Dec 15, 2010 | Harley Davidson FLSTF - FLSTFI Fat Boy...

1 Answer

Is there a known problem with oil pump on 88' S in 2000

Well, it depends. There was indeed a known problem with the cam bearing plate and that's what the oil pump is mounted on. Seems H-D used roller bearings instead of needle bearings on the cams and the bearing were failing. It was something like that anyway. Harley would not fix them under warranty until they failed. Instead, they lengthened the warranty out to 50,000 miles on the bearings. Whether or not this has anything to do with an oil pump problem, I don't know. You didn't say why you thought you had an oil pump problem.

Good Luck

Nov 09, 2010 | 2000 Harley Davidson FLHRCI Road King...

2 Answers

Growling engine noise only at idle. Cam area

Take all of the belts off for a short run at idle. If the sound goes away it is pulley related, spin each pulley and listen for bearing noise, also check for play at this time.

If the noise does not go away when the motor is driving no accessories you have a more serious problem.

Jan 13, 2010 | 1991 Oldsmobile 88

1 Answer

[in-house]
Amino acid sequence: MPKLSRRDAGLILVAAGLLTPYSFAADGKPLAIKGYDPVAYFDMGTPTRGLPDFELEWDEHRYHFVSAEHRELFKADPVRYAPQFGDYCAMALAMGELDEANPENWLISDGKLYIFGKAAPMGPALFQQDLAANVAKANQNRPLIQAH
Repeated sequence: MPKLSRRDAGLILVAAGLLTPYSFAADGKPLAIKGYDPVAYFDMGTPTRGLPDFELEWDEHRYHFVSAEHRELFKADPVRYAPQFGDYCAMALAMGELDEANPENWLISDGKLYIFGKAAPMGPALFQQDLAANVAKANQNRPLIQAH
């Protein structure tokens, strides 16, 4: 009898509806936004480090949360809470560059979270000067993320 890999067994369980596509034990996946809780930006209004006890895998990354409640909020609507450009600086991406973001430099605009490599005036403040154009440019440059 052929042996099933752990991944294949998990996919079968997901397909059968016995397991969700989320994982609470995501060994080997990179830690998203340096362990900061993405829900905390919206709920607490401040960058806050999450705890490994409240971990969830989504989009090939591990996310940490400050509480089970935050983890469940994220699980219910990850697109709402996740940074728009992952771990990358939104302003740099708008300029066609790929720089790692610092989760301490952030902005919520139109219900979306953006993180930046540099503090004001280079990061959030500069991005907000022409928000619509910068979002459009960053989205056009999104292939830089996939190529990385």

We are replacing the right hand cam of a audi allroad 2.5 diesel so we need to the timing marks for the camshaft befor we put the new cam in

You need to Replace both cams on this engine not just one. With uneven wear you will not get the same life out of the two cams and it will damage the engine. so replace both cams. First pull #1 cylinder plug be sure both valves are closed fully and is on compression stroke and the crank at TDC top dead center, put a piece of plastic into #1 cylinder to make sure it is all the way up. Once you have determined that it is note the position of the cam marks normally they are at 12 o'clock straight up on both cams with the crank at 0 degrees then install both cams. Again Replace both, However you need to check the cam bearings, to do that use a small mag light and shine down the bore of the cam shaft if you see copper color in the cam bearing holes you will need to replace the cam bearings or you will not have oil pressure and will damage the engine and will have wasted your money. you can Rent a cam bearing removal and installation tool and if you remove the radiator you should be able to replace them, you may have to remove the motor mounts and jack up the engine to clear the cam holes to replace the bearings. I can't stress enough how important it is to check the bearings and change both cams. I thought it my responcibilty to tell you this even if it was locked to another expert. Good luck.

Nov 06, 2009 | Car Audio & Video

3 Answers

Clutch problems 88 porsche

the throw out bearing. Have to drop tranny to fix it.

Mar 13, 2009 | 1988 Porsche 911